How to get away with murder? Jailhouse informant, admitted killer gets sweetheart deal in Orange County

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Notorious jailhouse informant Oscar Moriel got what critics call a "sweetheart deal" in a Santa Ana courtroom Friday. Instead of possibly spending the rest of his life in prison, the admitted killer will be free in about three years. (KABC)

Notorious jailhouse informant Oscar Moriel got what critics call a "sweetheart deal" in a Santa Ana courtroom Friday. Instead of possibly spending the rest of his life in prison, the admitted killer will be free in about three years.

Moriel pleaded guilty to one count of attempted murder with a gun enhancement as part of a plea agreement with the Orange County District Attorney's Office. Moriel was then immediately sentenced to 17 years behind bars.

Because he's been locked up since 2006, he will likely emerge from a state prison as a free man in the year 2020.

"Why are you making a deal with a guy who's a pathological liar and a serial murderer?" said Scott Sanders, the public defender known for unearthing the Orange County jailhouse informant scandal, which is still under investigation by the U.S. Department of Justice and the California Attorney General's Office.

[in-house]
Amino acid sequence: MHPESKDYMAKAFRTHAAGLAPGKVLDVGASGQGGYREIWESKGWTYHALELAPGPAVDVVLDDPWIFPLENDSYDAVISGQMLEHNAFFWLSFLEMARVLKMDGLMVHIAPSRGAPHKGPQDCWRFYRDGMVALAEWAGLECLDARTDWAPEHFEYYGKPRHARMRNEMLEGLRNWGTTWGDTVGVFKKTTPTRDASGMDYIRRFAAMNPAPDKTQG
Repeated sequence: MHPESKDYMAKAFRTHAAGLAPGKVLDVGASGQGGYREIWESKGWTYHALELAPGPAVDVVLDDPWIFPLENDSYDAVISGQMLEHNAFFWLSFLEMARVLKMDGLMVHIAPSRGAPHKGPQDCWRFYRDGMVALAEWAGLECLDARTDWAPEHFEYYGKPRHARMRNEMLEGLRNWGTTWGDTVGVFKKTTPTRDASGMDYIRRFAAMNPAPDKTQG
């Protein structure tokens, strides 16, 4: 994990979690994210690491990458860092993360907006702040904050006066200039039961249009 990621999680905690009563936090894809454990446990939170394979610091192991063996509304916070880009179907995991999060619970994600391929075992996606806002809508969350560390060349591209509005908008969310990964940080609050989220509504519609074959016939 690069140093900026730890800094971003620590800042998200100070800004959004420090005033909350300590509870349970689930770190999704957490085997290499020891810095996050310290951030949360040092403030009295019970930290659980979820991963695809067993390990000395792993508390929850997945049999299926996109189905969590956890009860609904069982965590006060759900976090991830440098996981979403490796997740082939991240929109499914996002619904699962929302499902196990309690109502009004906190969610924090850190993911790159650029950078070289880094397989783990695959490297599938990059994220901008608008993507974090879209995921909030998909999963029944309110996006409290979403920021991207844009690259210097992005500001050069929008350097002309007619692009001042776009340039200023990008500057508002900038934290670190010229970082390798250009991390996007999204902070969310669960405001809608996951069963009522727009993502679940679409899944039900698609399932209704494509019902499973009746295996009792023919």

Sanders uncovered misconduct that included hidden evidence and jailhouse informants being used to illegally question inmates who've already been charged or have an attorney - what's known as a Massiah violation.

One hidden piece of evidence was a recording of Oscar Moriel offering his services as a "snitch" to the Santa Ana Police Department in February 2009.

Moriel told detectives he could help them crack two cold-case murders, but there was a catch.

"Yeah, we're going to have to meet halfway here. What that means is, I might be able to help you out if my memory can fall back into place," Moriel said in the jailhouse recording.

"You'll get consideration for the level you perform," replied Santa Ana police detective Chuck Flynn.

"In that recording, he's saying I'll enhance your memory if you'll enhance the deal," Sanders told Eyewitness News after court on Friday. "That's the people who are getting deals from the D.A.'s office?"

Moriel, 37, is an unlikely ally of law enforcement. He's admitted to "hunting" his targets, mostly in Santa Ana. In 2013, he testified under a grant of immunity in another case that's he's killed five or six people.

The former Delhi gang member has been locked up since 2006 after his arrest for the attempted murder of alleged rival gang member Joel Elias. He began working as a confidential informant in 2009.

"I'm putting my life on the line, my life in jeopardy - my family's life in jeopardy," Moriel told detectives in another 2009 jailhouse recording.

In court on Friday, a prosecutor with the Orange County District Attorney's Office and federal prosecutor Joe McNally praised Moriel's work as an informant, saying he'd likely saved at least one life by intercepting a jailhouse note meant to order the killing of a rival member of the Mexican Mafia.